As the novel coronavirus disease (COVID-19) pandemic spreads throughout the United States, evidence is mounting that racial and ethnic minorities and socioeconomically disadvantaged groups are bearing a disproportionate burden of illness and death. We conducted a retrospective cohort analysis of COVID-19 patients at Sutter Health, a large integrated health system in northern California, to measure potential disparities. We used Sutter's integrated electronic health record to identify adults with suspected and confirmed COVID-19, and we used multivariable logistic regression to assess risk of hospitalization, adjusting for known risk factors, such as race/ethnicity, sex, age, health, and socioeconomic variables. We analyzed 1,052 confirmed cases of COVID-19 from the period January 1-April 8, 2020. Among our findings, we observed that compared with non-Hispanic white patients, non-Hispanic African American patients had 2.7 times the odds of hospitalization, after adjustment for age, sex, comorbidities, and income. We explore possible explanations for this, including societal factors that either result in barriers to timely access to care or create circumstances in which patients view delaying care as the most sensible option. Our study provides real-world evidence of racial and ethnic disparities in the presentation of COVID-19.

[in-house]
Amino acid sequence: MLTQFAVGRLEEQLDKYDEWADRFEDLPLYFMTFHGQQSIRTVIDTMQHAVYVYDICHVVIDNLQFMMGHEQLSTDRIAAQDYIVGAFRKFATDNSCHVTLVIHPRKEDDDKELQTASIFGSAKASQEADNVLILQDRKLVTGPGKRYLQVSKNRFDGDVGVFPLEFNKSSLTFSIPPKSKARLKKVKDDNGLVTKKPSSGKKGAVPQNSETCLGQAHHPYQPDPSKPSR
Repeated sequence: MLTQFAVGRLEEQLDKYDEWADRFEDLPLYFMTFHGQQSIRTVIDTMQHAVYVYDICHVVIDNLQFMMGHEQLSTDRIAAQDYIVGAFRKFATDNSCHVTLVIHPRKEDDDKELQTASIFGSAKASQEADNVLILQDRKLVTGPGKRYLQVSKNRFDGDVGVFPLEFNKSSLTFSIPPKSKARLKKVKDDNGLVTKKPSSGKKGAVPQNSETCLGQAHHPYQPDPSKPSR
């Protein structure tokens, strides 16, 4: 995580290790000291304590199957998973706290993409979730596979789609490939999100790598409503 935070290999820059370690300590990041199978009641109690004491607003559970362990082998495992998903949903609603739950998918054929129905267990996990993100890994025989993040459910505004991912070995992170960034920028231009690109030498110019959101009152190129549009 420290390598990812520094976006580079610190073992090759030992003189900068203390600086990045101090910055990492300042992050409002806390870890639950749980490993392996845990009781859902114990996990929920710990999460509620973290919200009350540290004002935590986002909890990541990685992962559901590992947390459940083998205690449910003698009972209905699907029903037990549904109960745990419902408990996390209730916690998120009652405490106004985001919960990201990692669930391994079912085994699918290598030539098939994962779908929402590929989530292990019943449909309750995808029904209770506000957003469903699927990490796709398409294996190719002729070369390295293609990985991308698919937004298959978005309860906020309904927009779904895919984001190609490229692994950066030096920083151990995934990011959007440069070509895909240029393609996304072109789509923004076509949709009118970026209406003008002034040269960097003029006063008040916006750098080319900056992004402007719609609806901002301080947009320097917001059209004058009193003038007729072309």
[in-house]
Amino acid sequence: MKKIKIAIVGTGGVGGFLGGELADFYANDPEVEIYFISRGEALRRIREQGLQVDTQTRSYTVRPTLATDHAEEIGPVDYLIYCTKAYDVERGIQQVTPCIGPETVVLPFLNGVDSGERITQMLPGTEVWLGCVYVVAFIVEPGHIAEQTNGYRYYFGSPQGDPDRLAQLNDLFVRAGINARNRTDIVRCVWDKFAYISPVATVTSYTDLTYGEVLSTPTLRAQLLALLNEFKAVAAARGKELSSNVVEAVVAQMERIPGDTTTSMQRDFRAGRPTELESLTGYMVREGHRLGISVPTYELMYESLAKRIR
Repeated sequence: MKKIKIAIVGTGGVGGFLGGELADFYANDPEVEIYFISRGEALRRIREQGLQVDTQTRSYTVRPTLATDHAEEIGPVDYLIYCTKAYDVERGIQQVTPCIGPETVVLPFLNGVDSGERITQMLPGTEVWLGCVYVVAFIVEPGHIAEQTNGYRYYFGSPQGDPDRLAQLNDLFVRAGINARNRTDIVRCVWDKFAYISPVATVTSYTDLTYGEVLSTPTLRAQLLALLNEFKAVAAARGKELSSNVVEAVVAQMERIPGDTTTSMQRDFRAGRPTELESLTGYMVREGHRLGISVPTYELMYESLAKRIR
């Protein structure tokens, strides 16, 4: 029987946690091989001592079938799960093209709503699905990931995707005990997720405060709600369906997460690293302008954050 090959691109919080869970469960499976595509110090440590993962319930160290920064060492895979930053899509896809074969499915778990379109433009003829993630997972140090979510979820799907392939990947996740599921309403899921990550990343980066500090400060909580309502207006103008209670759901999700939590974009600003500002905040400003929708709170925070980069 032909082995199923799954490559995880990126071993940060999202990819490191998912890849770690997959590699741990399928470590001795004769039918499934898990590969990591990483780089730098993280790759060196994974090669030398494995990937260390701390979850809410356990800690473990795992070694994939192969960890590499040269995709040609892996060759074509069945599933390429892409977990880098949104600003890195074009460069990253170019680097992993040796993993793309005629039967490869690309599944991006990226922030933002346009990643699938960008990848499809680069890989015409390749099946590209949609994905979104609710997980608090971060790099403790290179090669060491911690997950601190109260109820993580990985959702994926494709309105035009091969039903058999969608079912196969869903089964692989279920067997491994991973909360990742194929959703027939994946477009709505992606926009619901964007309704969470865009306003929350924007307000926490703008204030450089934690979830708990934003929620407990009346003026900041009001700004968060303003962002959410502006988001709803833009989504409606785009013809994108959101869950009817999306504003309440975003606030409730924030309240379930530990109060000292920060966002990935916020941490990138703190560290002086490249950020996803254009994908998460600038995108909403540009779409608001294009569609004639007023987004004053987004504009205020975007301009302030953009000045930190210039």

Keywords: COVID-19; Coronavirus; Ethnic disparities; Health policy; Pandemics; Racial disparities; Socioeconomic status; Systems of care; health disparities.